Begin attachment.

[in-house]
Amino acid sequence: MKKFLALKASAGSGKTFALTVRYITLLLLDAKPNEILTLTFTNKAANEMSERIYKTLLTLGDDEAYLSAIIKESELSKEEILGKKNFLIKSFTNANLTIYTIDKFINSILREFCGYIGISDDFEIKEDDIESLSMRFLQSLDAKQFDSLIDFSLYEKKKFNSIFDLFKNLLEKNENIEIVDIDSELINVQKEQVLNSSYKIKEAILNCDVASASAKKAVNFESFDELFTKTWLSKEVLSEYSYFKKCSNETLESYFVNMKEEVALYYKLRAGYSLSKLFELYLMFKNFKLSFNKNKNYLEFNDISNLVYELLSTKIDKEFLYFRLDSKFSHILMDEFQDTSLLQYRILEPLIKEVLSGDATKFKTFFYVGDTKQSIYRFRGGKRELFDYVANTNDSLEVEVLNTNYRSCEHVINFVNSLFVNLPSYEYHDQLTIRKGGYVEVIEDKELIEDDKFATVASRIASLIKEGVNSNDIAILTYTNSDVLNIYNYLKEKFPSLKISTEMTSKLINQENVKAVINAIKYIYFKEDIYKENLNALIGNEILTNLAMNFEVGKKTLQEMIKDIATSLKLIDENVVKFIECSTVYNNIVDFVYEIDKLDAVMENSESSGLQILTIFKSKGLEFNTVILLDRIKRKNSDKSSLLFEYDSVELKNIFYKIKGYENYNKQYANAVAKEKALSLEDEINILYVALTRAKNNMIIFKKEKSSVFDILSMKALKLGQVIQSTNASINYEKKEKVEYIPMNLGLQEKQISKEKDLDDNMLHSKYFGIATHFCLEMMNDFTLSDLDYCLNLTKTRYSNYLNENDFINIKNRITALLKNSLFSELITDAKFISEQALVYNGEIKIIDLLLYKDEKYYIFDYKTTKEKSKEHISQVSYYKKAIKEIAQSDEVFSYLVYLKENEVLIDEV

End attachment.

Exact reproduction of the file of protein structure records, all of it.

[in-house]
Amino acid sequence: MKKFLALKASAGSGKTFALTVRYITLLLLDAKPNEILTLTFTNKAANEMSERIYKTLLTLGDDEAYLSAIIKESELSKEEILGKKNFLIKSFTNANLTIYTIDKFINSILREFCGYIGISDDFEIKEDDIESLSMRFLQSLDAKQFDSLIDFSLYEKKKFNSIFDLFKNLLEKNENIEIVDIDSELINVQKEQVLNSSYKIKEAILNCDVASASAKKAVNFESFDELFTKTWLSKEVLSEYSYFKKCSNETLESYFVNMKEEVALYYKLRAGYSLSKLFELYLMFKNFKLSFNKNKNYLEFNDISNLVYELLSTKIDKEFLYFRLDSKFSHILMDEFQDTSLLQYRILEPLIKEVLSGDATKFKTFFYVGDTKQSIYRFRGGKRELFDYVANTNDSLEVEVLNTNYRSCEHVINFVNSLFVNLPSYEYHDQLTIRKGGYVEVIEDKELIEDDKFATVASRIASLIKEGVNSNDIAILTYTNSDVLNIYNYLKEKFPSLKISTEMTSKLINQENVKAVINAIKYIYFKEDIYKENLNALIGNEILTNLAMNFEVGKKTLQEMIKDIATSLKLIDENVVKFIECSTVYNNIVDFVYEIDKLDAVMENSESSGLQILTIFKSKGLEFNTVILLDRIKRKNSDKSSLLFEYDSVELKNIFYKIKGYENYNKQYANAVAKEKALSLEDEINILYVALTRAKNNMIIFKKEKSSVFDILSMKALKLGQVIQSTNASINYEKKEKVEYIPMNLGLQEKQISKEKDLDDNMLHSKYFGIATHFCLEMMNDFTLSDLDYCLNLTKTRYSNYLNENDFINIKNRITALLKNSLFSELITDAKFISEQALVYNGEIKIIDLLLYKDEKYYIFDYKTTKEKSKEHISQVSYYKKAIKEIAQSDEVFSYLVYLKENEVLIDEV